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The Daily Wildcat

The Daily Wildcat

 

Arizona football notes: Wildcats plagued with injuries, but Tevis recovers

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Larry Hogan / Arizona Daily Wildcat

Entering the season, Arizona’s lack of depth on the defensive line was an issue. Now, because of injuries, it’s even worse.

Dominique Austin, a starter for most of the year, is out for the season, and two-way player Taimi Tutogi has been banged up lately.

But the man who filled that role, sophomore Reggie Gilbert, had to battle through injuries of his own this season before returning and making an impact.

“He’s been pretty consistent for the most part when he’s been healthy,” Rodriguez said. “Thankfully for us he’s stayed healthier.”

Gilbert fractured the lower lumbar in his back during spring camp, which also limited him during the fall.

“We thought ‘Boy, we got to get this guy healthy,’” Rodriguez said about his first impressions of Gilbert. “He’s recently been healthier … but he’s toughed it out, he’s a good football player.”

Gilbert said he’s only been 100 percent for a minute this season but that’s just the nature of football.

“Everybody gets banged up all the time,” Gilbert said. “I’m banged up, so are all my teammates. We’re just out here, keep straining, keep pushing, fighting through it.”

The Arizona pass rush has struggled this season, sacking the quarterback 15 times, which ties the team for 88th nationally. But compared to the 10 sacks the Wildcats had a year ago, the rush has been considerably better and Gilbert is one reason for that.

The 6-foot-3, 254 pound sophomore is second on the team with 3.5 sacks, and he’s only started five games this season as Austin initially held the role.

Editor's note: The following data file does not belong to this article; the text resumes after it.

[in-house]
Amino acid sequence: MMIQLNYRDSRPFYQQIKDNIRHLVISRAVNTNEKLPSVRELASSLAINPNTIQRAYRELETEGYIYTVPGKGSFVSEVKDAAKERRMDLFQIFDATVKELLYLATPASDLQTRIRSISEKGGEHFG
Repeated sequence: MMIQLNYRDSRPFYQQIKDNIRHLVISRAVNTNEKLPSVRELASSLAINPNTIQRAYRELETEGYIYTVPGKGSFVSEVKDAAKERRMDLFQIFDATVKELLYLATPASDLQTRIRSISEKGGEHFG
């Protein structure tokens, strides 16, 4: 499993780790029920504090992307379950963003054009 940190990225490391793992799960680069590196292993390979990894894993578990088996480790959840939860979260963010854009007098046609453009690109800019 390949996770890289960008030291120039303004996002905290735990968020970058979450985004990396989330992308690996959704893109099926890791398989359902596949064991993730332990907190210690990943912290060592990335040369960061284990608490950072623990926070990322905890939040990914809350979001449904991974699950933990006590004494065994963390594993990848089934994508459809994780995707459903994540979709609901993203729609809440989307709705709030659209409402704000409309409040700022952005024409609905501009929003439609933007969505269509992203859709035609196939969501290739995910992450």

“He’s an athletic guy and he has good size, he’s got good strength,” Rodriguez said. “He’s a very coachable guy too. [Defensive line] coach [Bill] Kirelawich really likes him from a technique standpoint. He’s very, very intelligent.

“Reggie’s a guy that we need a lot of production from.”

With Arizona going against a freshman quarterback Saturday in Utah’s Travis Wilson, Gilbert will need to produce some pressure to help out the reeling defense.

“Right now I’m just doing my job, my part of the defense,” Gilbert said, “trying to contribute as much as possible right now ‘til those guys get back.”

The recovering Tevis

Safety Jared Tevis was a star on the Arizona defense over the first five games, but a gruesome ankle injury early in the Oregon State game sidelined the sophomore for two games.

Now he’s returned, starting three straight, though Tevis said he’s still working his way back to full strength.

“I’m still getting to 100 percent,” Tevis said. “I mean I still can make a lot more plays than I’ve been making so I’m just trying to improve every week.”

He said he can’t use the injury as an excuse, though, and just has to continue playing.

Going into the Oregon State game, Tevis was second on the team with 38 total tackles, including two for a loss, and a team-high two interceptions.

Since returning in the USC game three weeks ago, Tevis has made just 10 total tackles and his four last weekend against Colorado was his high since recovering.

Rodriguez said Tevis is back in form, but that he was still feeling the injury when he returned against the Trojans.

“I don’t think he was the first week,” Rodriguez said. “In fact I know he was still bothered by it a little bit, but he’s such a tough guy. I think he was better last week and even better this week.”

The useless stat

With such a fast paced offense, Arizona rarely wins the time of possession battle. Neither does Oregon, and when a reporter asked head coach Chip Kelly about it in a Tuesday press conference, his answer was straightforward.

“We don’t look at that stat,” Kelly said. “Time of possession means nothing to this operation.”

Last week Arizona showed just how misleading the stat could be.

Colorado controlled the ball for 41:48 of the game, yet the Wildcats still dominated on the scoreboard 56-31.

“It wasn’t a big deal last Saturday,” Rodriguez said. “Even though it seemed like they had the ball forever. I think the more important [stat] to us is the number of possessions.”

Utah’s Kyle Whittingham doesn’t have the same outlook on time of possession or offensive speed, but he can agree on one thing — the importance of possessions.

“That is probably going to be as big a factor as anything – being able to move the chains, make first downs, possess the football and keep their offense on the sidelines,” said Whittingham, according to Utah’s weekly press release.

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